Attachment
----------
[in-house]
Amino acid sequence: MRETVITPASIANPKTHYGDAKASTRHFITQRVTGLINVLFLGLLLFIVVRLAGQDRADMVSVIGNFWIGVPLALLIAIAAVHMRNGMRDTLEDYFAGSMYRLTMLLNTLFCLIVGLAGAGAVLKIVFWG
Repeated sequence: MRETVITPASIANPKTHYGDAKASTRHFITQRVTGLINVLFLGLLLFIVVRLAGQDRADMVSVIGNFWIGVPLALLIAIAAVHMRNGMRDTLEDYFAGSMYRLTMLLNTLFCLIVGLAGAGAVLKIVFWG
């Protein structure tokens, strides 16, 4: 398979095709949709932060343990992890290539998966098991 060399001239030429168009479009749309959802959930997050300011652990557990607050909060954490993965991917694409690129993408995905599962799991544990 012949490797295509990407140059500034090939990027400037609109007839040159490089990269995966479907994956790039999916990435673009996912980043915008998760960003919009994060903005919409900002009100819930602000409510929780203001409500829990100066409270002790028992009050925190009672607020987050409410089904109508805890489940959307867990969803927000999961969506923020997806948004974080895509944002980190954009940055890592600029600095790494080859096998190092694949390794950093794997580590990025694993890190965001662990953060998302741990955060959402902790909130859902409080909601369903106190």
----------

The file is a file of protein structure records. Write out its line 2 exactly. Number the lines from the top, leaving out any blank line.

Amino acid sequence: MRETVITPASIANPKTHYGDAKASTRHFITQRVTGLINVLFLGLLLFIVVRLAGQDRADMVSVIGNFWIGVPLALLIAIAAVHMRNGMRDTLEDYFAGSMYRLTMLLNTLFCLIVGLAGAGAVLKIVFWG